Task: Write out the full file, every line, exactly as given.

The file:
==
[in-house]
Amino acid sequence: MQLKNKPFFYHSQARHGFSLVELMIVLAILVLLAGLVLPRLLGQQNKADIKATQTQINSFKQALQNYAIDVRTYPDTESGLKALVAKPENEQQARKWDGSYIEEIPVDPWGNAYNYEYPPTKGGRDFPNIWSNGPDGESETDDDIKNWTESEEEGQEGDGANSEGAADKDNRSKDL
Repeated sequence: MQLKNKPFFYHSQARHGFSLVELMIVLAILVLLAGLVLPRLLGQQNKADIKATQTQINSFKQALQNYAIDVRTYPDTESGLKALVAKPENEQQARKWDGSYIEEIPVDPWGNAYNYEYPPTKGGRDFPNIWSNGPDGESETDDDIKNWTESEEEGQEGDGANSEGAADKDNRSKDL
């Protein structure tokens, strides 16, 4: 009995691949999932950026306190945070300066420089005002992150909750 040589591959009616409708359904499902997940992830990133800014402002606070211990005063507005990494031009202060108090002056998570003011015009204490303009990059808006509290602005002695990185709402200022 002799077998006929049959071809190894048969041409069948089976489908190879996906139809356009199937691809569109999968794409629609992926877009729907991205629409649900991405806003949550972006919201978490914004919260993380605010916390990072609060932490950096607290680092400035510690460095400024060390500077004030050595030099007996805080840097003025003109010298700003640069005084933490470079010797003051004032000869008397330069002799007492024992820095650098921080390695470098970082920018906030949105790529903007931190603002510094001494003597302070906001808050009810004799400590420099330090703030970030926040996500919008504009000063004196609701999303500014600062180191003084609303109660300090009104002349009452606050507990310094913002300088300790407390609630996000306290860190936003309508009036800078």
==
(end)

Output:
[in-house]
Amino acid sequence: MQLKNKPFFYHSQARHGFSLVELMIVLAILVLLAGLVLPRLLGQQNKADIKATQTQINSFKQALQNYAIDVRTYPDTESGLKALVAKPENEQQARKWDGSYIEEIPVDPWGNAYNYEYPPTKGGRDFPNIWSNGPDGESETDDDIKNWTESEEEGQEGDGANSEGAADKDNRSKDL
Repeated sequence: MQLKNKPFFYHSQARHGFSLVELMIVLAILVLLAGLVLPRLLGQQNKADIKATQTQINSFKQALQNYAIDVRTYPDTESGLKALVAKPENEQQARKWDGSYIEEIPVDPWGNAYNYEYPPTKGGRDFPNIWSNGPDGESETDDDIKNWTESEEEGQEGDGANSEGAADKDNRSKDL
């Protein structure tokens, strides 16, 4: 009995691949999932950026306190945070300066420089005002992150909750 040589591959009616409708359904499902997940992830990133800014402002606070211990005063507005990494031009202060108090002056998570003011015009204490303009990059808006509290602005002695990185709402200022 002799077998006929049959071809190894048969041409069948089976489908190879996906139809356009199937691809569109999968794409629609992926877009729907991205629409649900991405806003949550972006919201978490914004919260993380605010916390990072609060932490950096607290680092400035510690460095400024060390500077004030050595030099007996805080840097003025003109010298700003640069005084933490470079010797003051004032000869008397330069002799007492024992820095650098921080390695470098970082920018906030949105790529903007931190603002510094001494003597302070906001808050009810004799400590420099330090703030970030926040996500919008504009000063004196609701999303500014600062180191003084609303109660300090009104002349009452606050507990310094913002300088300790407390609630996000306290860190936003309508009036800078």